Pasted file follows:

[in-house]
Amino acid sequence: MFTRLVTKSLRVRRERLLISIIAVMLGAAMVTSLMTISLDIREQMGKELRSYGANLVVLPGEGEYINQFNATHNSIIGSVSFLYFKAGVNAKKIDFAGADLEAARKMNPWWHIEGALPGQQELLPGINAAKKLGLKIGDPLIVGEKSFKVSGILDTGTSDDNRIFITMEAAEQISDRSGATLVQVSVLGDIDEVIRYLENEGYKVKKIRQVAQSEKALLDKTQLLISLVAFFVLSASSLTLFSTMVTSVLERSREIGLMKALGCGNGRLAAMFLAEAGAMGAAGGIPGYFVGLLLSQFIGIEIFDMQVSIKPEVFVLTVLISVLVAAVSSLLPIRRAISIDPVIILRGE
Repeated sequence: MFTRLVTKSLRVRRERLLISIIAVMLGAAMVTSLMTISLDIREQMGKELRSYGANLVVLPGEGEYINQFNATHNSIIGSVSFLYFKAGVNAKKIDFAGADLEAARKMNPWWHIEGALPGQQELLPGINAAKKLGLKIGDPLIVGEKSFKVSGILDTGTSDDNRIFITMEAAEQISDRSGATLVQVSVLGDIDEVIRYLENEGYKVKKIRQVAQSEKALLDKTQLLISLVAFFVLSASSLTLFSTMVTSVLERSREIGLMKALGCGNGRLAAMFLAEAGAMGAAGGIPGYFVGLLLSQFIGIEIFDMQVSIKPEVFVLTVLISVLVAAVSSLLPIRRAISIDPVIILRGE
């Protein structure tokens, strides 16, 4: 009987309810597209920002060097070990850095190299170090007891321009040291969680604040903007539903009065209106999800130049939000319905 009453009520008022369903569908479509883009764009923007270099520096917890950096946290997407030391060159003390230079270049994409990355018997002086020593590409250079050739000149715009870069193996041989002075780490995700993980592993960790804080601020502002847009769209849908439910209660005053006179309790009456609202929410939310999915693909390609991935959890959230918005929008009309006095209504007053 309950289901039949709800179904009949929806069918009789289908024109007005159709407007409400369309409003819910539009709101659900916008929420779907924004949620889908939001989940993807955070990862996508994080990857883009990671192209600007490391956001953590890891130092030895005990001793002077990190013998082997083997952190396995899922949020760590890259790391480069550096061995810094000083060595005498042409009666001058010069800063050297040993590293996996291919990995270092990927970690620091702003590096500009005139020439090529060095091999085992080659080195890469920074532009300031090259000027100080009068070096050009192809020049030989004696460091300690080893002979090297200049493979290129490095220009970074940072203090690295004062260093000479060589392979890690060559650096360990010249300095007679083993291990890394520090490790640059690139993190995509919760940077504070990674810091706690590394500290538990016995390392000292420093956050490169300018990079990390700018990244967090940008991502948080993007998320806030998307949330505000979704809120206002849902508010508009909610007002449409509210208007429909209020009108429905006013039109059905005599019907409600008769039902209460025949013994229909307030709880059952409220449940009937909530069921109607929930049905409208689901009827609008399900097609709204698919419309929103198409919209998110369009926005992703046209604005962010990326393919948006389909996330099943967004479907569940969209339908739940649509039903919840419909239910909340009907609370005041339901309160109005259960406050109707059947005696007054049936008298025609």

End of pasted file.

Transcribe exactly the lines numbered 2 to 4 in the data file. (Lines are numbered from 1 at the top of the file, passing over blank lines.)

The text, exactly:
Amino acid sequence: MFTRLVTKSLRVRRERLLISIIAVMLGAAMVTSLMTISLDIREQMGKELRSYGANLVVLPGEGEYINQFNATHNSIIGSVSFLYFKAGVNAKKIDFAGADLEAARKMNPWWHIEGALPGQQELLPGINAAKKLGLKIGDPLIVGEKSFKVSGILDTGTSDDNRIFITMEAAEQISDRSGATLVQVSVLGDIDEVIRYLENEGYKVKKIRQVAQSEKALLDKTQLLISLVAFFVLSASSLTLFSTMVTSVLERSREIGLMKALGCGNGRLAAMFLAEAGAMGAAGGIPGYFVGLLLSQFIGIEIFDMQVSIKPEVFVLTVLISVLVAAVSSLLPIRRAISIDPVIILRGE
Repeated sequence: MFTRLVTKSLRVRRERLLISIIAVMLGAAMVTSLMTISLDIREQMGKELRSYGANLVVLPGEGEYINQFNATHNSIIGSVSFLYFKAGVNAKKIDFAGADLEAARKMNPWWHIEGALPGQQELLPGINAAKKLGLKIGDPLIVGEKSFKVSGILDTGTSDDNRIFITMEAAEQISDRSGATLVQVSVLGDIDEVIRYLENEGYKVKKIRQVAQSEKALLDKTQLLISLVAFFVLSASSLTLFSTMVTSVLERSREIGLMKALGCGNGRLAAMFLAEAGAMGAAGGIPGYFVGLLLSQFIGIEIFDMQVSIKPEVFVLTVLISVLVAAVSSLLPIRRAISIDPVIILRGE
């Protein structure tokens, strides 16, 4: 009987309810597209920002060097070990850095190299170090007891321009040291969680604040903007539903009065209106999800130049939000319905 009453009520008022369903569908479509883009764009923007270099520096917890950096946290997407030391060159003390230079270049994409990355018997002086020593590409250079050739000149715009870069193996041989002075780490995700993980592993960790804080601020502002847009769209849908439910209660005053006179309790009456609202929410939310999915693909390609991935959890959230918005929008009309006095209504007053 309950289901039949709800179904009949929806069918009789289908024109007005159709407007409400369309409003819910539009709101659900916008929420779907924004949620889908939001989940993807955070990862996508994080990857883009990671192209600007490391956001953590890891130092030895005990001793002077990190013998082997083997952190396995899922949020760590890259790391480069550096061995810094000083060595005498042409009666001058010069800063050297040993590293996996291919990995270092990927970690620091702003590096500009005139020439090529060095091999085992080659080195890469920074532009300031090259000027100080009068070096050009192809020049030989004696460091300690080893002979090297200049493979290129490095220009970074940072203090690295004062260093000479060589392979890690060559650096360990010249300095007679083993291990890394520090490790640059690139993190995509919760940077504070990674810091706690590394500290538990016995390392000292420093956050490169300018990079990390700018990244967090940008991502948080993007998320806030998307949330505000979704809120206002849902508010508009909610007002449409509210208007429909209020009108429905006013039109059905005599019907409600008769039902209460025949013994229909307030709880059952409220449940009937909530069921109607929930049905409208689901009827609008399900097609709204698919419309929103198409919209998110369009926005992703046209604005962010990326393919948006389909996330099943967004479907569940969209339908739940649509039903919840419909239910909340009907609370005041339901309160109005259960406050109707059947005696007054049936008298025609």